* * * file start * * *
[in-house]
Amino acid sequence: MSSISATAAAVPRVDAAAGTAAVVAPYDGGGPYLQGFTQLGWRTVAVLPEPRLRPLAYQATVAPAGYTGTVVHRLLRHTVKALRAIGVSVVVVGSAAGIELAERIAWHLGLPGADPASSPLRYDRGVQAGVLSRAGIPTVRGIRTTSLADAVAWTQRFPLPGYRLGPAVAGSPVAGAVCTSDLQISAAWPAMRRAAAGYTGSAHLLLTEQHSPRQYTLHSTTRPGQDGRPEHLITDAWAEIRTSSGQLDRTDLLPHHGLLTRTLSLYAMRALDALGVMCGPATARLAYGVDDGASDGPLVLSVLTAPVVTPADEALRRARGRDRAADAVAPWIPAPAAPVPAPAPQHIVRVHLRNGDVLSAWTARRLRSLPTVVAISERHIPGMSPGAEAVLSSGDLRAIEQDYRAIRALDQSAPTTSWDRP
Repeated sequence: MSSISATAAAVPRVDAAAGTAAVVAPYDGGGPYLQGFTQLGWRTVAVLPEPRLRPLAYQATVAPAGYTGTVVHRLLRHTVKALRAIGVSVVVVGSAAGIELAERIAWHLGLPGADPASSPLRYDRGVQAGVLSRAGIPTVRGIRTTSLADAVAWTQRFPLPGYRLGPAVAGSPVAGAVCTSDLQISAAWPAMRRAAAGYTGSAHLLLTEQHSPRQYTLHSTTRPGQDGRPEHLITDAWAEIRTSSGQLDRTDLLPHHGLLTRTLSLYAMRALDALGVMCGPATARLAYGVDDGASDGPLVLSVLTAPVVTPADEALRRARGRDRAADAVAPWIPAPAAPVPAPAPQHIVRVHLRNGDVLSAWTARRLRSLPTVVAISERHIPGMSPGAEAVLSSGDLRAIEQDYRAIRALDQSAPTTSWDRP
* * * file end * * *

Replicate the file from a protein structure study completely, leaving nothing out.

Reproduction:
[in-house]
Amino acid sequence: MSSISATAAAVPRVDAAAGTAAVVAPYDGGGPYLQGFTQLGWRTVAVLPEPRLRPLAYQATVAPAGYTGTVVHRLLRHTVKALRAIGVSVVVVGSAAGIELAERIAWHLGLPGADPASSPLRYDRGVQAGVLSRAGIPTVRGIRTTSLADAVAWTQRFPLPGYRLGPAVAGSPVAGAVCTSDLQISAAWPAMRRAAAGYTGSAHLLLTEQHSPRQYTLHSTTRPGQDGRPEHLITDAWAEIRTSSGQLDRTDLLPHHGLLTRTLSLYAMRALDALGVMCGPATARLAYGVDDGASDGPLVLSVLTAPVVTPADEALRRARGRDRAADAVAPWIPAPAAPVPAPAPQHIVRVHLRNGDVLSAWTARRLRSLPTVVAISERHIPGMSPGAEAVLSSGDLRAIEQDYRAIRALDQSAPTTSWDRP
Repeated sequence: MSSISATAAAVPRVDAAAGTAAVVAPYDGGGPYLQGFTQLGWRTVAVLPEPRLRPLAYQATVAPAGYTGTVVHRLLRHTVKALRAIGVSVVVVGSAAGIELAERIAWHLGLPGADPASSPLRYDRGVQAGVLSRAGIPTVRGIRTTSLADAVAWTQRFPLPGYRLGPAVAGSPVAGAVCTSDLQISAAWPAMRRAAAGYTGSAHLLLTEQHSPRQYTLHSTTRPGQDGRPEHLITDAWAEIRTSSGQLDRTDLLPHHGLLTRTLSLYAMRALDALGVMCGPATARLAYGVDDGASDGPLVLSVLTAPVVTPADEALRRARGRDRAADAVAPWIPAPAAPVPAPAPQHIVRVHLRNGDVLSAWTARRLRSLPTVVAISERHIPGMSPGAEAVLSSGDLRAIEQDYRAIRALDQSAPTTSWDRP